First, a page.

Fig. 4 shows an alternate circuit arrangement .for the .high frequency ballast unit. In principle, this circuit accomplishes the, same end results and hasbeen made possible by the recently developed higher voltage silicon controlled rectifiers.

In the basic diagramshown in Fig. 3, the transistors were inherently low voltage equipment, and it was, therefore, necessary to utilize an input power transformer to step .down thevoltage to the safe operating level. By the circuit shown ,in Fig. 4 utilizing silicon rectifiers, it is possible to eliminate the power transformer, and this, of course, means ,less heat dissipation as well as less space requirements. Ineffect, this .does not change the overall concept of the'invention of conversion to a very high frequency ,at thefixture, but merely representsa more desirable means of accomplishingthis result.

Fig. 4 shows a modification of the invention which involves the use of silicon ,controlledrectifiers 3.1 and 32 and control transistors 33 and 34 in circuit relationship with a commutating capacitor 36, silicon-type rectifier 35 and choke 38. ,A silicon controlled rectifier 31, for example, comprises anode 31a, cathode 31b and'gate 31c.

, Rectifier 32, in construction, is the same. A small high ter, but the'switching elements embodya new semi-conductor development, silicon controlled rectifiers. The rectifiers will prevent the how of-current in either direction unless a gate effect or driving signal initiates conduction'. .After conduction starts, it-will .continue .until theanode'voltage is reduced to Zero, which is a typical thyratron characteristic. This switch-likecharacteristic 'allowsany load characteristic to bechosen, since theinternal dissipation of the controlled rectifier depends only on current drawn through it, as contrastedto transistors where theinternal dissipation is dependent upon the phase 7 difference of the voltage across the transistor and the cur- .rent through it. For example, it is possible to have-an elliptical load line for the -thyratron and very low dissipation in the thyratron, whereas the same load characteristic with transistors would show a very high -:inter'nal dissipation duringthe transition from cut-0E to saturation. Y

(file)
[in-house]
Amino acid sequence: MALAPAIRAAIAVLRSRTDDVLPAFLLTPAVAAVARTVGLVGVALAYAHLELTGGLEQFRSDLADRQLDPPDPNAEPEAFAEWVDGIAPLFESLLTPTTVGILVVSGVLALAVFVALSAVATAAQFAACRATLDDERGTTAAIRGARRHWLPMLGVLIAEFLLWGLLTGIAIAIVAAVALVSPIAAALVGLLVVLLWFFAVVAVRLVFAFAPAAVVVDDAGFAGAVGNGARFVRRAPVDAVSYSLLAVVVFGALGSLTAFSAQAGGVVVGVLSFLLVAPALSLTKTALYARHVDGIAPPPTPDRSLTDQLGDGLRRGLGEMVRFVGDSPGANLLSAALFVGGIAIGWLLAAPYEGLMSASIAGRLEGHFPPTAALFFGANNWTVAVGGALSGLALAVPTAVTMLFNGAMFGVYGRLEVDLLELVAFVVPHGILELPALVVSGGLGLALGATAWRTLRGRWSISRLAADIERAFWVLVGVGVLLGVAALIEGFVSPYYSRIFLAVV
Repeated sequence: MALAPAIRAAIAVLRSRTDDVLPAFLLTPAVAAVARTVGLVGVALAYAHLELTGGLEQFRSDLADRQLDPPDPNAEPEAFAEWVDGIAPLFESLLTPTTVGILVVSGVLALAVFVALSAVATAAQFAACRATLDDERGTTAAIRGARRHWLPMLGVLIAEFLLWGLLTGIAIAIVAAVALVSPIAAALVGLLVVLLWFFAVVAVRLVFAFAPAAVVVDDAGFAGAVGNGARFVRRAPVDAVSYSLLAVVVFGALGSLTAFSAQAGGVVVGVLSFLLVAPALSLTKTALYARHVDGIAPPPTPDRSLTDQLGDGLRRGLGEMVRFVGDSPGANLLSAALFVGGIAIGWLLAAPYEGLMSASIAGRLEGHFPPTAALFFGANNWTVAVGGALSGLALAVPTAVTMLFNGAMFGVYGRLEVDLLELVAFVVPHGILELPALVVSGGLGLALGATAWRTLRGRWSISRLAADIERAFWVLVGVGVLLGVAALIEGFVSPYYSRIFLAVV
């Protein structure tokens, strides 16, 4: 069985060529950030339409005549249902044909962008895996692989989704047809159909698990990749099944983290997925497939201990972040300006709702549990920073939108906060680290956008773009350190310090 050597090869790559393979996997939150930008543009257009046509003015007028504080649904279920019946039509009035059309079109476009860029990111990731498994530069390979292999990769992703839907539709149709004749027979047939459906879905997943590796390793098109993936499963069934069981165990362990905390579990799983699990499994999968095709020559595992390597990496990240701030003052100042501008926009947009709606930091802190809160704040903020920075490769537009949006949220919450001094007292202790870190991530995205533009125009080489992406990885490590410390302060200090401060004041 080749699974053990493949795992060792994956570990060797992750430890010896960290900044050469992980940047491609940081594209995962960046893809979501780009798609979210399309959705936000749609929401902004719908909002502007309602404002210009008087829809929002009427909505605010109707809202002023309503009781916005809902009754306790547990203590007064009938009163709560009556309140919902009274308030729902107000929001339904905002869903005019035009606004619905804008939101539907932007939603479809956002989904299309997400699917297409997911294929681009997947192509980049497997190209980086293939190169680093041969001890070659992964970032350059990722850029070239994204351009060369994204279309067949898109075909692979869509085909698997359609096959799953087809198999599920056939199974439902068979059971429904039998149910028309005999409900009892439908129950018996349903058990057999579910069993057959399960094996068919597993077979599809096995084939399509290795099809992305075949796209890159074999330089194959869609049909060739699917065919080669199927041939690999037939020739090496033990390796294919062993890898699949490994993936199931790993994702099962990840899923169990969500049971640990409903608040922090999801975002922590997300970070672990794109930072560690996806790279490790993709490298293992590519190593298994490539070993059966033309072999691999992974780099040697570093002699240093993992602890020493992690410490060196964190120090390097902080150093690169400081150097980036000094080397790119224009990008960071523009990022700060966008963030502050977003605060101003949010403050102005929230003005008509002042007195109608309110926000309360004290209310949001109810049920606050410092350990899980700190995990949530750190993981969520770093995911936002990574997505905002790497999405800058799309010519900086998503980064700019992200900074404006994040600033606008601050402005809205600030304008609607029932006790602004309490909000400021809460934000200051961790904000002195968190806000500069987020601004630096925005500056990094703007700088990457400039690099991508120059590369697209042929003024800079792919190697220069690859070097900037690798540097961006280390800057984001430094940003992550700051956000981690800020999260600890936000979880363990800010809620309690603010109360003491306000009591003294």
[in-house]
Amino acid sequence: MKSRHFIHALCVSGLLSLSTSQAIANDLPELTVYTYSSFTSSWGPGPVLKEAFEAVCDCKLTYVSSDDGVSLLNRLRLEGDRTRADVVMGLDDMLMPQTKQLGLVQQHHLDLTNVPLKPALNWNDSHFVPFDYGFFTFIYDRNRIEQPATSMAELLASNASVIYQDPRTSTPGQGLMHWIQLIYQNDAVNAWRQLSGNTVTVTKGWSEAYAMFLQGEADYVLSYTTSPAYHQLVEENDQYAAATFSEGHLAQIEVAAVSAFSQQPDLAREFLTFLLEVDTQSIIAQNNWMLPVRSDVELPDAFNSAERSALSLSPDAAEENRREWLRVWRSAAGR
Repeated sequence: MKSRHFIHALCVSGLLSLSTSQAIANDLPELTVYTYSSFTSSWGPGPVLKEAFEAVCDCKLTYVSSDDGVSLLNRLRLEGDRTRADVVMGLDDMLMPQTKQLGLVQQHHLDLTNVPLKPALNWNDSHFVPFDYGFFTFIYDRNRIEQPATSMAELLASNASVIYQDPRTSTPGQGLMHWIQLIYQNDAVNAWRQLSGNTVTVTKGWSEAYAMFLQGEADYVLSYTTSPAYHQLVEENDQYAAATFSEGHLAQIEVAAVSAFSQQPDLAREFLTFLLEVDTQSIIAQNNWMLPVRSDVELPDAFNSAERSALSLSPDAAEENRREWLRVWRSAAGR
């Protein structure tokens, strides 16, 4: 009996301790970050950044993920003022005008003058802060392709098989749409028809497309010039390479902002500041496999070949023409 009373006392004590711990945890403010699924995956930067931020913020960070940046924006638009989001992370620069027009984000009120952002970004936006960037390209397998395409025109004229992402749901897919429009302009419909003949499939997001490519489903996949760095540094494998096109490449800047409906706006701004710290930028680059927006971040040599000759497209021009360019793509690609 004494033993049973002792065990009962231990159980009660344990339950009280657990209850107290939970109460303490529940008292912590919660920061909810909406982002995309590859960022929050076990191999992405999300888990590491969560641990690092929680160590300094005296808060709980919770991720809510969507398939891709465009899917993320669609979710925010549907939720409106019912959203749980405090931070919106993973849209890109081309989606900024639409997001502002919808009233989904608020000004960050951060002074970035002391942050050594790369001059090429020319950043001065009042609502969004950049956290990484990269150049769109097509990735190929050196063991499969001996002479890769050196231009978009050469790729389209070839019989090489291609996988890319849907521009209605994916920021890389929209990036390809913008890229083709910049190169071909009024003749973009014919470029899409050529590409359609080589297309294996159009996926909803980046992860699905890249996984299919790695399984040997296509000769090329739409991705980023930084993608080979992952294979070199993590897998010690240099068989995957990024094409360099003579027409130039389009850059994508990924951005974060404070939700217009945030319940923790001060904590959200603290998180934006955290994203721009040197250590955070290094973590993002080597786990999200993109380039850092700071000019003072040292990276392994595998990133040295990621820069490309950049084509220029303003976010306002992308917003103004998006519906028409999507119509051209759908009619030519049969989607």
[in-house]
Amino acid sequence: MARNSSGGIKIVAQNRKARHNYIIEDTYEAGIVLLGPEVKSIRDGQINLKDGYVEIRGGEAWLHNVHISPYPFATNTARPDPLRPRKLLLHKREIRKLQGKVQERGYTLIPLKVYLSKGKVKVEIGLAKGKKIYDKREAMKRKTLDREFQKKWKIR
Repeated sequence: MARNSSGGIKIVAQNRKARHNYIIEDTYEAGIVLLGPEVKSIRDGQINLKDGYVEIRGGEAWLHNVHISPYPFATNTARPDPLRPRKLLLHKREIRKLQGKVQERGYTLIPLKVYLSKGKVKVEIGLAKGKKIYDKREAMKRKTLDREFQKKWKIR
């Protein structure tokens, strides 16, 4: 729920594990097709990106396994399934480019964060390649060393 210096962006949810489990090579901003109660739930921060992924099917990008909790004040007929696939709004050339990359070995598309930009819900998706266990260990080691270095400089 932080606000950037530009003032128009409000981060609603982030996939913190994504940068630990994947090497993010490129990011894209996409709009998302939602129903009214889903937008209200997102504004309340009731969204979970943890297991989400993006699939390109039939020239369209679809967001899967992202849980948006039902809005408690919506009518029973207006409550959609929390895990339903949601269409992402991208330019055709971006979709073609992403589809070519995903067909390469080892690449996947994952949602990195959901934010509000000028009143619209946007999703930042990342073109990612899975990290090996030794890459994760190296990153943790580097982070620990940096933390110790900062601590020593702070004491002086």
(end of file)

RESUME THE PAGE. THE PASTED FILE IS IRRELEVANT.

The transistor inverter also requires that the output waveform be square for maximum efficiency. The thyratron inverter has nosuch requirement. The high frequency control oscillator provides the gate-effect signal which alternately switches the controlled rectifiers. Thus a fixed output frequency is assured which-makes practical a resonantxstarting circuit. These controlled rectifiers are available-with high peak inverse ratings which eliminates the necessity for an inputpower'transforrner.

The Switchingability of the controlled rectifier makes practical very highfrequencies, above the audio range,